The Sometimes Visible and Mostly Invisible Dangers of 3D Print Materials

By on November 20th, 2017 in materials


 Something you might want to know about your 3D printer filament
Something you might want to know about your 3D printer filament

The lack of standards and packaging inconsistencies in 3D printer filament may hide safety issues. 

There are plenty of 3D printer filament manufacturers across the globe, each producing variants of popular 3D printing thermoplastics in filament form. They present the materials in different quantities, mounted on differently-sized spools. 

The exact composition of materials themselves are often a complete mystery. A vendor may describe a product as “PLA”, but in fact it may not be “just” PLA. At the very least there will be other chemicals present to color the product. There may be more chemistry involved in altering the thermal or engineering characteristics of the filament, something that’s particularly in demand these days. 

But on the labeling of the product, you might just see “PLA”, or maybe “Extra-Tough PLA”. Oh, and “Ice Blue” or whatever fancily-named color it happens to be. 

Here’s the question: do you know what other chemicals are present in the filament box you just cracked open? What if they are dangerous? How would you know if this was the case? Was lead present in the coloring agent? 

Would you take different actions if you knew this was the case? 

Filament manufacturers keep their mixtures secret, of course, lest others copy their unique formula. But it is also reasonable for them to disclose any toxic components. Unfortunately, standards and regulations do not always insist they do so. 

However, occasionally you DO run into such warnings. One case I recently encountered was examining a listing for the well-regarded Primalloy material from Verbatim. We’ve actually tested this interesting material and found it prints flexible objects quite well.

But then to my surprise we hit a rather serious warning on a Newegg listing for that material, shown at top. The warning says: 

WARNING: This product can expose you to chemicals including one or more listed chemicals which are known to the State of California to cause cancer or birth defects or other reproductive harm. For more information, go to

 The full Newegg product page for the 3D printer material in question
The full Newegg product page for the 3D printer material in question

Ok, what’s that all about? I looked at the P65 Warnings site, which explains:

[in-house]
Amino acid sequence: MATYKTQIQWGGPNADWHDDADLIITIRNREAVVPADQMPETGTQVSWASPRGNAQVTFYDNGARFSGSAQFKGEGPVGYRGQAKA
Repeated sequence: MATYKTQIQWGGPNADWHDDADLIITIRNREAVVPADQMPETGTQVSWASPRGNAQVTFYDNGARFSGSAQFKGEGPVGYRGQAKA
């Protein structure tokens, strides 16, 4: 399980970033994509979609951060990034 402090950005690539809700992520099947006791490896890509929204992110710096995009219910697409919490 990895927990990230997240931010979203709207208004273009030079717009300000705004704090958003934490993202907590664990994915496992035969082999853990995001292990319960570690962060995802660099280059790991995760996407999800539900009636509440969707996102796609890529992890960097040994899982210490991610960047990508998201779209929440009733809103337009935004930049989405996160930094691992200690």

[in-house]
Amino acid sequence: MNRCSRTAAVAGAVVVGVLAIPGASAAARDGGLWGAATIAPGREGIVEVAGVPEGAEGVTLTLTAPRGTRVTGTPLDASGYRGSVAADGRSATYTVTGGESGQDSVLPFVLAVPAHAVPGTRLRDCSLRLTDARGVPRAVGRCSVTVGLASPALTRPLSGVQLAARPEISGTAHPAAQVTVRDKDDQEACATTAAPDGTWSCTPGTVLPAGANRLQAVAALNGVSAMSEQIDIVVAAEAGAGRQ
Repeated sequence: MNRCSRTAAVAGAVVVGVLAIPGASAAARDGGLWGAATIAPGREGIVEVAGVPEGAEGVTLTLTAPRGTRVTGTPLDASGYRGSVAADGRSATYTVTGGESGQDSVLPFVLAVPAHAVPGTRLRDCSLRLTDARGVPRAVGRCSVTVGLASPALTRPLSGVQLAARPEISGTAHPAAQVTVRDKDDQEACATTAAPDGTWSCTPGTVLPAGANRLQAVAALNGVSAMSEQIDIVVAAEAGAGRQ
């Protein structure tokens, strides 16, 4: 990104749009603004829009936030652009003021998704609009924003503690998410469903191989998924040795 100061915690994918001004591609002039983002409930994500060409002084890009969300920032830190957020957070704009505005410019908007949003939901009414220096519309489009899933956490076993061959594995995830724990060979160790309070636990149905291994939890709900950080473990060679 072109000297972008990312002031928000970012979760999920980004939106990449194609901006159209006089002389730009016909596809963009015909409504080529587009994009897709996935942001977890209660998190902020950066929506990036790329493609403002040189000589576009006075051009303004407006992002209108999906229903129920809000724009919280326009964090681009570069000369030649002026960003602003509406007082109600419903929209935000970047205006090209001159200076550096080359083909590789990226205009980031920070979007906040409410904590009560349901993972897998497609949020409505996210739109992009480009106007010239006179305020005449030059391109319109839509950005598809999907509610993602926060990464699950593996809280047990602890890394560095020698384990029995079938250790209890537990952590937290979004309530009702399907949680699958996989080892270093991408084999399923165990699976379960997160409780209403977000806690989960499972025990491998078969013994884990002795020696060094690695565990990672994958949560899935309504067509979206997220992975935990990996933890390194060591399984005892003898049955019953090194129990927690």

Proposition 65 requires businesses to provide warnings to Californians about significant exposures to chemicals that cause cancer, birth defects or other reproductive harm.  These chemicals can be in the products that Californians purchase, in their homes or workplaces, or that are released into the environment. By requiring that this information be provided, Proposition 65 enables Californians to make informed decisions about their exposures to these chemicals.


Proposition 65 requires California to publish a list of chemicals known to cause cancer, birth defects or other reproductive harm. This list, which must be updated at least once a year, has grown to include approximately 900 chemicals since it was first published in 1987.

Ok, this makes sense. If Newegg wishes to sell this product to Californians, then they’d best post this warning. Users can take it into account when deciding on purchasing. 

But wait, this product is sold by other outlets. Do they carry the same warning, as required if it’s sold in California? I found no similar warning on several sites selling the product, including iMakr, CDW, Amazon and others. Even Verbatim themselves do not mention this.  

So here we have a product that almost certainly contains toxic components, yet is sold worldwide without any mention of it. My question: 


It is my wish that there would be a standard labelling system by which vendors could disclose any components of interest, without compromising their secret formulas. This way buyers could inspect the characteristics before purchase, and not unduly expose themselves or their workers to toxic material without even knowing it. 

By Kerry Stevenson

Kerry Stevenson, aka "General Fabb" has written over 8,000 stories on 3D printing at Fabbaloo since he launched the venture in 2007, with an intention to promote and grow the incredible technology of 3D printing across the world. So far, it seems to be working!